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An audit of former Royal Canadian Mint head David Dingwall's expenses concludes that the former Liberal cabinet minister did not spend money improperly during his tenure.

"I am very pleased that as a result of this report, which was released today, the issues regarding my expenses can be finally closed, and the Royal Canadian Mint may continue with its business undisrupted,"Mr. Dingwall said.



The report concluded that nearly all of the $740,000 in expenditures incurred by Mr. Dingwall during his 30-month tenure was legitimate for business travel and business related expenses.

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It found that of his claims, However, Mr. Dingwall should have reimbursed $2,570.66 to the Royal Canadian Mint.

"In addition, $4,198.35 was deemed recoverable due to a clerical payroll error and car insurance prepayments issued by the RCM," the audit, released Wednesday, said.

The audit found that the "tone of the travel and hospitality policies were consistent with the Mint's objective to improve its financial performance."

Mr. Dingwall's expenses while he was head of the Crown corporation were heavily criticized by the opposition as being extravagant.

On Wednesday, two reviews were released. The first, by PricewaterhouseCoopers, was to determine the legitimacy of the expenses of the Mint president from March 24, 2003 to September 28, 2005.

The second, conducted by by Peter Dey of the legal firm Osler, Hoskin & Harcourt LLP, looked at "the provisions of the corporate governance systems of the Royal Canadian Mint relating to the reimbursement of expenses incurred by the office of the CEO."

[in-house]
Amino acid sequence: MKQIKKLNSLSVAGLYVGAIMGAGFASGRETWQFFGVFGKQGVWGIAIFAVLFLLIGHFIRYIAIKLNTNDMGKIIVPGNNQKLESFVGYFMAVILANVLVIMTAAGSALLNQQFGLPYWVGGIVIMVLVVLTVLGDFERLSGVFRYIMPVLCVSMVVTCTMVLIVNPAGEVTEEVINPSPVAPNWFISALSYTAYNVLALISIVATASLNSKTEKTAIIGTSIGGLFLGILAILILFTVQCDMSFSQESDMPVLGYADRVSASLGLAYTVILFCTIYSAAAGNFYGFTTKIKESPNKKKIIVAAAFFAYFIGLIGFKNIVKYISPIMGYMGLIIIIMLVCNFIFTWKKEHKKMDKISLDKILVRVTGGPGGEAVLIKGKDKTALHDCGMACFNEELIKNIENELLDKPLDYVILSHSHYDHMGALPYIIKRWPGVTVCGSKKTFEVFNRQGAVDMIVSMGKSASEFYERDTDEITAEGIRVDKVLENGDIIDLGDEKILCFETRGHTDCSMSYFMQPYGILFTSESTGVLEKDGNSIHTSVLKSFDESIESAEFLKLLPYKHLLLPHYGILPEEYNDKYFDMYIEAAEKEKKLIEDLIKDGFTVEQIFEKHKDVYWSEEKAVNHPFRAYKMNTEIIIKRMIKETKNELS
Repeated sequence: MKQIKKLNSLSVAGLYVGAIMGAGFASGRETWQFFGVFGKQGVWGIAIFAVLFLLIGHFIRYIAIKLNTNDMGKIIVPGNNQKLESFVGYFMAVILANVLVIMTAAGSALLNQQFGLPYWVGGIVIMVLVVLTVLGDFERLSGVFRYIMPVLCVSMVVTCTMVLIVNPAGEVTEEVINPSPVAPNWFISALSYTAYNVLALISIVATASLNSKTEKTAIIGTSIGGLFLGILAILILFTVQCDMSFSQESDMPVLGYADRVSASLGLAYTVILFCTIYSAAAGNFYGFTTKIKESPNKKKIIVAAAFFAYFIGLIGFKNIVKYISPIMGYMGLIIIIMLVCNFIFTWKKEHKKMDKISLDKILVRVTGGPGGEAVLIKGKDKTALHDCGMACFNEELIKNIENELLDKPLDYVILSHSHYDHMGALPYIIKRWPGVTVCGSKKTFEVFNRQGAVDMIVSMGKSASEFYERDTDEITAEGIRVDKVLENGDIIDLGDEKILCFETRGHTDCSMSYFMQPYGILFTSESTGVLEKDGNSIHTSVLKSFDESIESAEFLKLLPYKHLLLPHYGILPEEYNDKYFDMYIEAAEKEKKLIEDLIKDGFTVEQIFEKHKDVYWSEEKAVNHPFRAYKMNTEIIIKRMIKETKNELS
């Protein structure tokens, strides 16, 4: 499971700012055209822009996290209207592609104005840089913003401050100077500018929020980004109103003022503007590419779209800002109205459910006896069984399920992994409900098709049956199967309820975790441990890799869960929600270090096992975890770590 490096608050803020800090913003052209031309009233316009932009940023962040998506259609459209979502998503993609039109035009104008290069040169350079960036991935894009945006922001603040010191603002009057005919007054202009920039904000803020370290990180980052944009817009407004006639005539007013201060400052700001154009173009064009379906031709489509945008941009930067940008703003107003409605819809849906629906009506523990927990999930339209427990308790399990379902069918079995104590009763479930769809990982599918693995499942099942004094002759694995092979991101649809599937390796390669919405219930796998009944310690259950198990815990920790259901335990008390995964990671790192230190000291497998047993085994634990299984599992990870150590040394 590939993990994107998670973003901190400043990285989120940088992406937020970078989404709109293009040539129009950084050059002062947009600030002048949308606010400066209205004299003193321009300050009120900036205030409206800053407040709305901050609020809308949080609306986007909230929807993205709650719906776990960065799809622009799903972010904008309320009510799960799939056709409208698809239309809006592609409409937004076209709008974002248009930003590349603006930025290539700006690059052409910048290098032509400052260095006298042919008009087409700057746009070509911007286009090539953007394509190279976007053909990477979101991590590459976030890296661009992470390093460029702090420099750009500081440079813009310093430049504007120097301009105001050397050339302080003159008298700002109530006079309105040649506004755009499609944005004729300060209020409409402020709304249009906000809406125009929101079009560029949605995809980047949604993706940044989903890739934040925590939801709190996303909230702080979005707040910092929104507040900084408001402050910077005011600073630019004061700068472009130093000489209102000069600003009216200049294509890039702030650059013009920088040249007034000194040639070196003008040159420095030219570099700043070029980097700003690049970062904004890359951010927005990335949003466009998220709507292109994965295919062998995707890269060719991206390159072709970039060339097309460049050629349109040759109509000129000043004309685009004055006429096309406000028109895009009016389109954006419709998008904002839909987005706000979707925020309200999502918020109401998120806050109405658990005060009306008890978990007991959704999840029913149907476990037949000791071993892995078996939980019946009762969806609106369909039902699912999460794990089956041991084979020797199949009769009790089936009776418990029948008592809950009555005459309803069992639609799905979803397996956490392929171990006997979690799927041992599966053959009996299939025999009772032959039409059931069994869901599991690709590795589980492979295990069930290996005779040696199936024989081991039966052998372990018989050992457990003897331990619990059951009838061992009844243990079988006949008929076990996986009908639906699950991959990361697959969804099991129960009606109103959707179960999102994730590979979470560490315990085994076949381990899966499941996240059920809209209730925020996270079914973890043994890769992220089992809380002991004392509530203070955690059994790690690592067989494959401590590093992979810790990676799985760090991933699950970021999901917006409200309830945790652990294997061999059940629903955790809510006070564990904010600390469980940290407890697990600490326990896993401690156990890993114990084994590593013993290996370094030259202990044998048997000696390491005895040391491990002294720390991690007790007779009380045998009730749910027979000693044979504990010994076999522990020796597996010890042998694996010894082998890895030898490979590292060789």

Mr. Dey found that the governance process followed by the Mint with respect to the approval of the head's expenses was sufficient to ensure that the Corporation's funds were "expended in a manner consistent with the Mint's policy."

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Opposition Leader Stephen Harper sharply criticized the two reports, saying that while Mr. Dingwall did have legitimate expenses, "he went out there and used no political judgment in his exercise, in his use of public money and I think that's what the public angry about."

Revenue Minister John McCallum, who is responsible for the Royal Canadian Mint, told reporters in Ottawa Tuesday after the audit came out that the vast majority of Mr. Dingwall's expenses were "according to the rules. To the extent they were not, the government will recover that money from Mr. Dingwall," the Revenue Minister said.

Tory MP Brian Pallister, whose Access to Information request led to the revelations of Mr. Dingwall's spending during his time at the Mint, said that he wasn't bothered by Mr. Dingwall's threat to sue him. During a press conference he held in Ottawa, he said it is within Mr. Dingwall's right to sue, but that the facts speak for themselves.

Later, in the House of Commons, Mr. Pallister said that the audit shows a greater problem in government.

"What today's audit reveals is one thing and one thing only: The Prime Minister has no control over crony spending in his government. If the Prime Minister really believes David Dingwall's spending is legitimate, I invite him to finally come out of hiding, stand up and say so."

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